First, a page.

A crisis in your world puts you in the spotlight. You know that you need to keep your wits about you, get help, and make difficult decisions under pressure. You appreciate how important it is to stay visible to your allies so that they see you are not beaten down, distressed, or depressed by the upheaval in your life. Let’s talk about what you want to say to friends, acquaintances, and others about how you’re responding to what you’re going through. You must send a message that you are standing tall despite your disaster.
Imagine you learn that a friend is in trouble. At the end of a conversation with your friend, you will evaluate how he or she is bearing up. Is your friend taking charge of the situation/crisis and does she or he have a plan to improve it and move on? As we’ve discussed, we are more likely to help people who are helping themselves—by being calm, thoughtful, and active.
More importantly, are you sending that message—be calm, thoughtful, and active—to yourself when you are in trouble?
We can learn how to craft messages by observing how reporters approach a “hot” story. Mentally, if not literally, they divide a page in two when they conduct interviews for a story. The left-hand side of the page includes comments from knowledgeable sources about the challenge, problem, scandal, defeat, or disappointment that a business, athlete, politician, or entertainer faces. The right-hand half of the page is reserved for the response of the company or individual under attack.
Companies in crisis work with their legal and public relations advisors to craft messages for the “right side of the page” that are truthful, reassuring, and easy for everyone from the media to employees to remember and repeat. The questions the public wants answered in any crisis are these: “What happened?” “Why?” “Who is to blame?” and “What are you doing about it?”
Let’s see how this approach applies in our lives. If you lose your job, think how your relatives, friends, allies, and others will divide the page in thinking about you. The left-hand side of the page may end up with a series of “mixed” bullet points, such as “hope she’s doing okay”; “he got laid off”; “she’s a loser”; “he’s really screwed”; “wow, isn’t that too bad.” Your job is to tilt perceptions in your favor by filling in the empty right-hand half of the page in a way that reassures and educates your supporters and potential allies that you are standing tall. Think about some upbeat messages it would make sense to send them: “I’m doing fine,” “Good time to reinvent myself,” “This is giving me a chance to regroup.”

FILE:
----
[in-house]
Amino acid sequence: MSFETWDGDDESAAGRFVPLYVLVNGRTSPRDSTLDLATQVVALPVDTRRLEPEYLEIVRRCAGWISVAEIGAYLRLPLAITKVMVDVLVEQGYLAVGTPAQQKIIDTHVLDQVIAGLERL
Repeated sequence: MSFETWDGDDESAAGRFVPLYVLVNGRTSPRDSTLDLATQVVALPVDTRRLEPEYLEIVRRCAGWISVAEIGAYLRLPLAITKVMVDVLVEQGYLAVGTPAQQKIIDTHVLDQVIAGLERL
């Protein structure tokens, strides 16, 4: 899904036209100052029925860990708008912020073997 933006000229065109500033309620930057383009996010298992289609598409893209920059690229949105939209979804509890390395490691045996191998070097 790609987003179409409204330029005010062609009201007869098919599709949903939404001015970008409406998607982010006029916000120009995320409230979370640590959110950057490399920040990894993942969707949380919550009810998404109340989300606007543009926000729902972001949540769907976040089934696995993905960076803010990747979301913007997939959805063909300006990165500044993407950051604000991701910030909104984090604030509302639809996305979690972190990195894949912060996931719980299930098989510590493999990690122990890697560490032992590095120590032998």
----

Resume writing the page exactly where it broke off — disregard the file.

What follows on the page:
So let’s go ahead and pretend you have lost your job. What messages do you want to send now? How many messages do you want to send? How long should those messages be? Companies in crisis have adopted certain ground rules for developing messages that have stood the test of time.
- First, your messages should follow the “3-Ss” rule: short, simple, and strong.
- Second, provide no more than three messages.
- Third, each message should contain no more than nine words.
Imagine you run into a friend at the grocery store who says quietly, “Sorry to hear you lost your job.” What do you say? What is your elevator pitch (meaning what would you say to him in an elevator ride of about thirty seconds)? What are the sound bites you want to send? What do you want this person’s takeaway to be about you and your situation? When we react emotionally, without a strategy, we can fall into complainer/loser mode and tell our friend: “It’s really unfair. My boss hated me. Don’t know what I’m going to do now.” Even a nonchalant response such as, “No worries; it’ll be fine,” can be counterproductive by suggesting that you’re unrealistic or uninterested in help.
Message One: “Thanks—I really appreciate your interest.” This message shows you are taking the situation in stride and are thinking about people other than yourself. You should try to avoid answering the unspoken “Why did it happen?” and “Who’s to blame?” questions; doing so will probably end the discussion in a bad place. Instead, you want to focus the conversation on your future.
Message Two: “I’ve made some networking calls already.” This message says that you are taking charge, that you’re upbeat and not scared.
Message Three: “I’d like your help in expanding my search.” This request shows confidence and a focus on getting a new job. The open-ended nature of your request will likely spark a question from your friend, which you can answer more specifically and should produce assistance.
When companies face a crisis, they tend to get fixated on what they’ll say to the media. I tell them to think “do” before “say,” meaning that figuring out what to do matters more and will furnish what to say. That’s true for you as well when trouble strikes. Follow your plan, figure out what to do, and then develop short, simple, and strong messages that support your plan and image of standing tall.
Adapted article with permission from “The Instant Survivor: Right Ways to Respond When Things Go Wrong” by Jim Moorhead.
About the author: Jim Moorhead is America’s crisis advisor and has spent the past three decades helping numerous corporations and individuals overcome business, professional and personal crises. Moorhead is a sought-after expert, appearing on CNN, CNBC, MSNBC, Fox News Channel, Fox Business News and Court T.V.